Understanding agility and how it is different from adaptation

Many leaders fail to understand that agility is not just about technology; it can mean different things for different industries

Updated: Dec 17, 2019 04:00:45 PM UTC

Neelesh Hundekari is Partner & Pravin Devanathan is Principal at A.T. Kearney.

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Image: Shutterstock

Recently, across CXOs, the buzz word is 'agility'. This interest is peaking due to ongoing disruptions from well-connected customers, competition from fringe players, changing regulations and pace of change in technology.

While the need to be agile is obvious, the solutions are not yet clear even to the companies most admired for their innovation and speed—think of the heat that Apple is facing from the Chinese newbies and being upstaged in several markets where they held fort over the last decade.

To begin with, it is important to differentiate agility from adaptation—most leading companies are adaptable, which is evolution over a period. Agility, on the other hand, is the ability of an organisation to give itself, subtle and continuous series of 'nudges' to adjust quickly to dynamic changes. For example, a beverage company that senses the sudden 10-day heat wave and reacts to the immediate, short-lived 5x increase in daily demand and thereby, benefiting from an unplanned spike in sales, can be termed, an agile organisation.

Solving for agility: The power of three
If your objective is to be agile, simply ask yourself three key questions: » What drives the need for agility?
» Which parts of my organisation need to be agile?
» What are the changes I need to introduce to these parts?

Factors driving need for agility
The need for agility, in any industry, is driven by only three disruptive factors» Market dynamics
» Technology
» Regulatory changes

Market dynamics, like competition from nimble startups, sudden changes to consumer preferences etc. are quite common these days. Eg: Nykaa is giving several established beauty companies a run for their money. Technology organisations find the rules of the game constantly changing and hence need to be dynamic in their response. Chinese mobile handset makers like Xiaomi and Oppo are very good examples—they are very agile in both developing or adopting technology that consumers seek and bringing it into their products within a mere few months, be it facial recognition or pop-up selfie cameras. And they do it much faster than their large-scale competitors.

Changes in government regulations can change the competitive landscape rapidly. For instance, it is of utmost importance for a large pharma company to continuously react to changing regulations in each country it operates in.

These three factors don’t impact all industries equally. The dominant driver of agility differs by industry—for instance, a power distribution company needs to react quickly to changes in regulations as the other two factors don’t change as quickly (customers won’t switch to solar power overnight, distribution technology won’t drastically change in six months). For an apparel retailer, sensing and reacting to customer needs far outweighs the need to be agile to technology or regulations. It does not mean the other two factors are not important. This frame of thinking helps in understanding the parts of the organisation that need to be built for agility.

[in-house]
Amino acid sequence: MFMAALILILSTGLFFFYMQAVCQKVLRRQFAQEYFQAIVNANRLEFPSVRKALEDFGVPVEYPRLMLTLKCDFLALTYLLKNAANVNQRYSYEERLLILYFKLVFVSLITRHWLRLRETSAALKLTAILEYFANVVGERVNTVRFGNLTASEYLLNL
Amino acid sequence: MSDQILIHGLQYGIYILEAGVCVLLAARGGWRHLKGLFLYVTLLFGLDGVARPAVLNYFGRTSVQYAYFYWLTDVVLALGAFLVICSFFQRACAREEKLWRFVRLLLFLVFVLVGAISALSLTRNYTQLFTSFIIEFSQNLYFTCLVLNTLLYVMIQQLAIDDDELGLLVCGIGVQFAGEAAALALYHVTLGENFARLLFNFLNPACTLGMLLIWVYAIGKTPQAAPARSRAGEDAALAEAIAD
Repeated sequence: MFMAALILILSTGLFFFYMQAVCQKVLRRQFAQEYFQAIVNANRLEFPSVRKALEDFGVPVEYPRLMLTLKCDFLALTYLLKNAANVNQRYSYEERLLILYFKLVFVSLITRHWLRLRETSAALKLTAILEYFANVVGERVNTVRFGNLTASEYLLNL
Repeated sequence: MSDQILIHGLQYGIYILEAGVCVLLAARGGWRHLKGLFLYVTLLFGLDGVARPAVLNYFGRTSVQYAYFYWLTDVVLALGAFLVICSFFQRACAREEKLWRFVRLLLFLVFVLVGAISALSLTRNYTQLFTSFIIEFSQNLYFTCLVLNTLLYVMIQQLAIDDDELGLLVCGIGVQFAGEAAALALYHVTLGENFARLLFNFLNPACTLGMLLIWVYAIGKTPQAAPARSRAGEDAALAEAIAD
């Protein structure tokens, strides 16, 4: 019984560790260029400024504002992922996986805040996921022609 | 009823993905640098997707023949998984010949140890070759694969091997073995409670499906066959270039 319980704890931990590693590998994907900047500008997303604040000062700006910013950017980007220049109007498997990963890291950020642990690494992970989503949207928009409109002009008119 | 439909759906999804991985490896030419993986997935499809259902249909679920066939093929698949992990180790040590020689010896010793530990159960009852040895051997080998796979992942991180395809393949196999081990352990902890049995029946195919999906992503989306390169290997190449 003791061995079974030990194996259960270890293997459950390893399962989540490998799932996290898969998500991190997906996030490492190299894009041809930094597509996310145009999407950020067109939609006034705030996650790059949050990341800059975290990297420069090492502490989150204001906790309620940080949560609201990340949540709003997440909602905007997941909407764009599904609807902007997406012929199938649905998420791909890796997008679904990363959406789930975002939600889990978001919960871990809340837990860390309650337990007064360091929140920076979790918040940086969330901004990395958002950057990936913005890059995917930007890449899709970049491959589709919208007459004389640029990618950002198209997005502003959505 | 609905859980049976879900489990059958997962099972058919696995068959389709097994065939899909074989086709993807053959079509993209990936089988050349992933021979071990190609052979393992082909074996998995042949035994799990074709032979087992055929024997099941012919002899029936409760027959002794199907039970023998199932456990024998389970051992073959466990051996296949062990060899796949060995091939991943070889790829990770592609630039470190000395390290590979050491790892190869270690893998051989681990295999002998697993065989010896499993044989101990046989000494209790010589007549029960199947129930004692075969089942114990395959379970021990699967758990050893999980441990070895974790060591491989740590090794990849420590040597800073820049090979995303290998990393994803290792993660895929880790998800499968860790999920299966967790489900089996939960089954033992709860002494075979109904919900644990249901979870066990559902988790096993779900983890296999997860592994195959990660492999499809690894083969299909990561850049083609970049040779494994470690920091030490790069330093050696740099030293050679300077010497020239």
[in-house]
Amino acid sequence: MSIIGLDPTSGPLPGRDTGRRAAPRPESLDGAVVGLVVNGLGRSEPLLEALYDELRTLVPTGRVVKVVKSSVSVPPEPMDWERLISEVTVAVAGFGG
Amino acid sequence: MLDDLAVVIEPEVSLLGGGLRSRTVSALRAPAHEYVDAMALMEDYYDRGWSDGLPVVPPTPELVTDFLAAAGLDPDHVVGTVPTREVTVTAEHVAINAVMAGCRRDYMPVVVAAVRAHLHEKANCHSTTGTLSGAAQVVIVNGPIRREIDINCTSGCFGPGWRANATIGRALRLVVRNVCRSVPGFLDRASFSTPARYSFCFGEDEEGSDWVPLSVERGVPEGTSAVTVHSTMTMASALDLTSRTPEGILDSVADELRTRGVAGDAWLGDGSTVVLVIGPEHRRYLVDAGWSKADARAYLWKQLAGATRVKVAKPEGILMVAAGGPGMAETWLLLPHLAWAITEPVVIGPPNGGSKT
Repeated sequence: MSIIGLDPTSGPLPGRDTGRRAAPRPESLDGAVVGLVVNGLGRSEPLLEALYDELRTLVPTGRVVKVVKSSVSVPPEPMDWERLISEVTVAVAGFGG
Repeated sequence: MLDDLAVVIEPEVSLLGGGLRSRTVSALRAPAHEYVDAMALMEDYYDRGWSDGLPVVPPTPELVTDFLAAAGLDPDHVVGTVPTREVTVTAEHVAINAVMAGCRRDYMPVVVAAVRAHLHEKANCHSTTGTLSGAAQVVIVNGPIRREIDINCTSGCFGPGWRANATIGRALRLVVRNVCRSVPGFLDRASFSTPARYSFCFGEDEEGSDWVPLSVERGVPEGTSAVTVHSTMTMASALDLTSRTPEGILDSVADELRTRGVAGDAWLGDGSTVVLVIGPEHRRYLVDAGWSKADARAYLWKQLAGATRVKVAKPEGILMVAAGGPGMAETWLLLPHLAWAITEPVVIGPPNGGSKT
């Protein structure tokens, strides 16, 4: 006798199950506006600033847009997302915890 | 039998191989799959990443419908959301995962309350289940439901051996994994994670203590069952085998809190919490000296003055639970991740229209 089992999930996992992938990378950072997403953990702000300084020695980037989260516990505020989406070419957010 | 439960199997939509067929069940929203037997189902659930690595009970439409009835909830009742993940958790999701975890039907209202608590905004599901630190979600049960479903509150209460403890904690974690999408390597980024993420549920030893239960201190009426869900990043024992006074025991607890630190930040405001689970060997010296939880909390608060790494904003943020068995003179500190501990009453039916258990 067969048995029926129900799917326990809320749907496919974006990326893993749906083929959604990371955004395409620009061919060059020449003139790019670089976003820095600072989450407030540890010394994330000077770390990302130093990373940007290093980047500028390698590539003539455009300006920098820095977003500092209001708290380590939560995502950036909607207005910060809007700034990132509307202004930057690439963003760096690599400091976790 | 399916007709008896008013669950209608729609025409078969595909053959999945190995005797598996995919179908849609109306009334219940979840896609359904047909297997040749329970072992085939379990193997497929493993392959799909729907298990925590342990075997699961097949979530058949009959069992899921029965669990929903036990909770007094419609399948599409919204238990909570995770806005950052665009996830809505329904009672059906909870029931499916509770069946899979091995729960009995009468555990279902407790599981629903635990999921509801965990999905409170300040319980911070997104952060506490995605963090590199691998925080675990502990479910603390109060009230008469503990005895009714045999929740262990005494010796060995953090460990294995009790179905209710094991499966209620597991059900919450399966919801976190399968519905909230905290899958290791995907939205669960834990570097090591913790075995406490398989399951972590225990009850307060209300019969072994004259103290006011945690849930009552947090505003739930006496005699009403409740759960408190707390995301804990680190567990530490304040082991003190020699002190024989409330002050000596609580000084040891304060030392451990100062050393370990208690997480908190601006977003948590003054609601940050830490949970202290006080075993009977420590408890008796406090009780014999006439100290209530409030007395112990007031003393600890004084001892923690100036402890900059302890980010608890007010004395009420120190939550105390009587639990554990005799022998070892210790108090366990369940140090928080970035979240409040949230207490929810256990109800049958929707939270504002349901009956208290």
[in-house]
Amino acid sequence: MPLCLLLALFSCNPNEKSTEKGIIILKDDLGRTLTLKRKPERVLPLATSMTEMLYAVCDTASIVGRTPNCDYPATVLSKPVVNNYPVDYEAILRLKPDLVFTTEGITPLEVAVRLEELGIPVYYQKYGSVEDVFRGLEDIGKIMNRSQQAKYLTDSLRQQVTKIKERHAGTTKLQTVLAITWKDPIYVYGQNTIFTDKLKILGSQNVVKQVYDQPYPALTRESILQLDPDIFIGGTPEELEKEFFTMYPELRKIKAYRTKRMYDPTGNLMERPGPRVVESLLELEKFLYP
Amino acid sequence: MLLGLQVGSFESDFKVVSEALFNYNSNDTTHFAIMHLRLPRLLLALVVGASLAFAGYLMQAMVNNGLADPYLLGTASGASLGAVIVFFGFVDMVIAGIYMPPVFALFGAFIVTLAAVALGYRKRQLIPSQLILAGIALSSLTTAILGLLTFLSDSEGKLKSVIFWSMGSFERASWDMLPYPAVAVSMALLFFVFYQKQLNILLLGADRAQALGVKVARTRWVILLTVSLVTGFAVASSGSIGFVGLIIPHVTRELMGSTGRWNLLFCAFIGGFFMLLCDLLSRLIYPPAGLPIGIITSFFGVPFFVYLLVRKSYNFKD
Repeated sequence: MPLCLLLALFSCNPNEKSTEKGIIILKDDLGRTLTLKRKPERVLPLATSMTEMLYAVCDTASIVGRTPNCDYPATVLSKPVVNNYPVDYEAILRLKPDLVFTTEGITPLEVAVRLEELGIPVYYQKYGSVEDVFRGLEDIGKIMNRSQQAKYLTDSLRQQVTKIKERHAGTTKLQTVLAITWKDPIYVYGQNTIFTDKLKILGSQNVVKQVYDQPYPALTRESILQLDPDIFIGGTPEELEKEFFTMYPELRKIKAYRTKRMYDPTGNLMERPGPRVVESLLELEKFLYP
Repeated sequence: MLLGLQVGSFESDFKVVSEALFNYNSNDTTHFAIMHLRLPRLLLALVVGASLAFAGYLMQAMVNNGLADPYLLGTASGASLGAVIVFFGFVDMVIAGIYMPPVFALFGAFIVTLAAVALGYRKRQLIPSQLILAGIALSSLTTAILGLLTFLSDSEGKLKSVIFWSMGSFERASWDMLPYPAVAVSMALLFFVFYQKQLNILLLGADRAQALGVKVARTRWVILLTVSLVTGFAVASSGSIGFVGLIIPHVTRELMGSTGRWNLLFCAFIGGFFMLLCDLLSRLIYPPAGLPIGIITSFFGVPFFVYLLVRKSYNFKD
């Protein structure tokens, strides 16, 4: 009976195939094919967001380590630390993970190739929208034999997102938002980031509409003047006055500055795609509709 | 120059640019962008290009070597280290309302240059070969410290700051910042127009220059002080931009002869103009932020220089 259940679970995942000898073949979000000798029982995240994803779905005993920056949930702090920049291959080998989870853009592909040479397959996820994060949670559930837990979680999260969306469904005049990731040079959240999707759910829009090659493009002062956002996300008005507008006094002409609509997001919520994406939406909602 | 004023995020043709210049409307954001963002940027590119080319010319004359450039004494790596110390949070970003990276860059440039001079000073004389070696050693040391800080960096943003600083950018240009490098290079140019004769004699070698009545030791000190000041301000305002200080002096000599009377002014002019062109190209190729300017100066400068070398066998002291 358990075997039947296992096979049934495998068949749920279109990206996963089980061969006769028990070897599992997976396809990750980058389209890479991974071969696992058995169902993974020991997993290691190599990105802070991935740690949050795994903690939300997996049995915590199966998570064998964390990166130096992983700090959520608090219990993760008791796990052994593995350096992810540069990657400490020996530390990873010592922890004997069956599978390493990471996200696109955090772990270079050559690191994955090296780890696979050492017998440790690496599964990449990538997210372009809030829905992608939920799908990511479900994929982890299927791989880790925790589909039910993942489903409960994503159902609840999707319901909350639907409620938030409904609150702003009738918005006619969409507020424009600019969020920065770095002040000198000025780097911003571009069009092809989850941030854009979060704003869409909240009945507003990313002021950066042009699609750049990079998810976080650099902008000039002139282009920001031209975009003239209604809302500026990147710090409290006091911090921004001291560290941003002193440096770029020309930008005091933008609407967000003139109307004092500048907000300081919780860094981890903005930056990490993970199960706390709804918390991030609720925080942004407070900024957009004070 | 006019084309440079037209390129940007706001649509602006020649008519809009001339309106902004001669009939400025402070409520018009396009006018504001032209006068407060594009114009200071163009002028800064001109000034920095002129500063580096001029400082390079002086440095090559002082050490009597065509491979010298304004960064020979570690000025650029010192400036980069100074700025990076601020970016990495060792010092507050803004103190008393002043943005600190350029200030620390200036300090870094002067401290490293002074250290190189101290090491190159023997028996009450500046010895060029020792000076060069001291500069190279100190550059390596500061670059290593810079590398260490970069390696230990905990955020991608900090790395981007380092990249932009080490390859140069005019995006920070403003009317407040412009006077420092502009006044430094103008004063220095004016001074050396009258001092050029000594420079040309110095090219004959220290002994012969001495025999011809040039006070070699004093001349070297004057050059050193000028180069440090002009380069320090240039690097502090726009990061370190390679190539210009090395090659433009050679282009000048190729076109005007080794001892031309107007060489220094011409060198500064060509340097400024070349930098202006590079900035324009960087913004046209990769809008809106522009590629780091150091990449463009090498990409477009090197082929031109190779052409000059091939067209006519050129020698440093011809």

Redesigning for agility
Redesigning an organisation to be more agile requires investigating three key areas:
» Organisation structure
» Business process
» Governance model

Keeping the organisation structure flat is a necessity, and functions where need for agility is higher, the layers should be fewer. Kylie Cosmetics sky-rocketed to $900 million in a mere three to four years, has only a dozen employees on its rolls, with everything else outsourced. The learning here is simply to optimise the number of layers/people involved in decision-making.

Business process design needs to incorporate three principles:

a) “SCRUM” ways of working (parallel processing of tasks by cross-functional teams in place of sequential handover of tasks from one function to another, a model perfected by the software development industry)
b) Smart and simple automation of tasks (digital tools to sense changes early); and
c) Elimination of non-value adding tasks

Lastly, the governance model should be also tailored to the agility needs of various businesses of the organisation rather than a “one-size-fits-all” model.

For most large organisations, governance needs to be tailored for their different products or services. Checks and balances should be set up to promote 'try fast, kill fast' approach. The mindset should be to not wait until a perfect solution is found but instead allowing for a plethora of options to be tested quickly and inexpensively and establishing the right options to pursue.

The now-famous letter to shareholders that Jeff Bezos wrote back in 2016, comes to mind: Type one decisions, where large value is at risk, so let’s be careful; Type two decisions, which are like walking through a door and can be reversed if it doesn’t work (“As a CEO, I don’t believe in this new product, there isn’t enough data to prove either of us right or wrong, so I back you—try it! If it doesn’t succeed in six months, pull it back”). The governance model, therefore, needs to be designed to support higher risk-taking ability with an expected higher failure rate.

Ultimately, this mindset of taking calculated risks combined with suitably redesigned organisation structure and business processes can help even large companies be as agile as some of the garage-run, fearless startups.

Neelesh Hundekari is Partner & Pravin Devanathan is Principal at A.T. Kearney.

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